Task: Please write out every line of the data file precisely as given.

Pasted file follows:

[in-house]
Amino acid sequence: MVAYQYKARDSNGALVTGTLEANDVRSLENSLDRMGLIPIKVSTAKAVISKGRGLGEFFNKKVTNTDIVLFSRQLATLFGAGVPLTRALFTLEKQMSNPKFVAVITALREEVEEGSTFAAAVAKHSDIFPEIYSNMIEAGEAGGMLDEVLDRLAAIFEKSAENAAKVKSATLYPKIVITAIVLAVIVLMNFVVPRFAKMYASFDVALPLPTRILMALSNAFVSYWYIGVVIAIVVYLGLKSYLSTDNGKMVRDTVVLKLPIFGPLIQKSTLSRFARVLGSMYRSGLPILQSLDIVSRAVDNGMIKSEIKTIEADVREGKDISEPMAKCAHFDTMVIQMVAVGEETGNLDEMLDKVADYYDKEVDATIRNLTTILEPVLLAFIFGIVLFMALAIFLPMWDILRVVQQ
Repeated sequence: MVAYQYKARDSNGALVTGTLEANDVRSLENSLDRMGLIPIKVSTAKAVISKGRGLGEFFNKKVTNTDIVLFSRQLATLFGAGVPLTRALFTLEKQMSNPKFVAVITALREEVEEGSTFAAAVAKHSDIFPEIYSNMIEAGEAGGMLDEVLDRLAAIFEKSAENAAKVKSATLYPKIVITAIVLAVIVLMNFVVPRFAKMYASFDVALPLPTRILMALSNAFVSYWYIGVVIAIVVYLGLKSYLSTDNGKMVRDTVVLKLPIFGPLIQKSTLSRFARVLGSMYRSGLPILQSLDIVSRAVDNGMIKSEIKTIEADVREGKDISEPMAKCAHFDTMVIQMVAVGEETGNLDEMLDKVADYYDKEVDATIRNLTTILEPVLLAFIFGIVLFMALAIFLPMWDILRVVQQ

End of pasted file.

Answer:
[in-house]
Amino acid sequence: MVAYQYKARDSNGALVTGTLEANDVRSLENSLDRMGLIPIKVSTAKAVISKGRGLGEFFNKKVTNTDIVLFSRQLATLFGAGVPLTRALFTLEKQMSNPKFVAVITALREEVEEGSTFAAAVAKHSDIFPEIYSNMIEAGEAGGMLDEVLDRLAAIFEKSAENAAKVKSATLYPKIVITAIVLAVIVLMNFVVPRFAKMYASFDVALPLPTRILMALSNAFVSYWYIGVVIAIVVYLGLKSYLSTDNGKMVRDTVVLKLPIFGPLIQKSTLSRFARVLGSMYRSGLPILQSLDIVSRAVDNGMIKSEIKTIEADVREGKDISEPMAKCAHFDTMVIQMVAVGEETGNLDEMLDKVADYYDKEVDATIRNLTTILEPVLLAFIFGIVLFMALAIFLPMWDILRVVQQ
Repeated sequence: MVAYQYKARDSNGALVTGTLEANDVRSLENSLDRMGLIPIKVSTAKAVISKGRGLGEFFNKKVTNTDIVLFSRQLATLFGAGVPLTRALFTLEKQMSNPKFVAVITALREEVEEGSTFAAAVAKHSDIFPEIYSNMIEAGEAGGMLDEVLDRLAAIFEKSAENAAKVKSATLYPKIVITAIVLAVIVLMNFVVPRFAKMYASFDVALPLPTRILMALSNAFVSYWYIGVVIAIVVYLGLKSYLSTDNGKMVRDTVVLKLPIFGPLIQKSTLSRFARVLGSMYRSGLPILQSLDIVSRAVDNGMIKSEIKTIEADVREGKDISEPMAKCAHFDTMVIQMVAVGEETGNLDEMLDKVADYYDKEVDATIRNLTTILEPVLLAFIFGIVLFMALAIFLPMWDILRVVQQ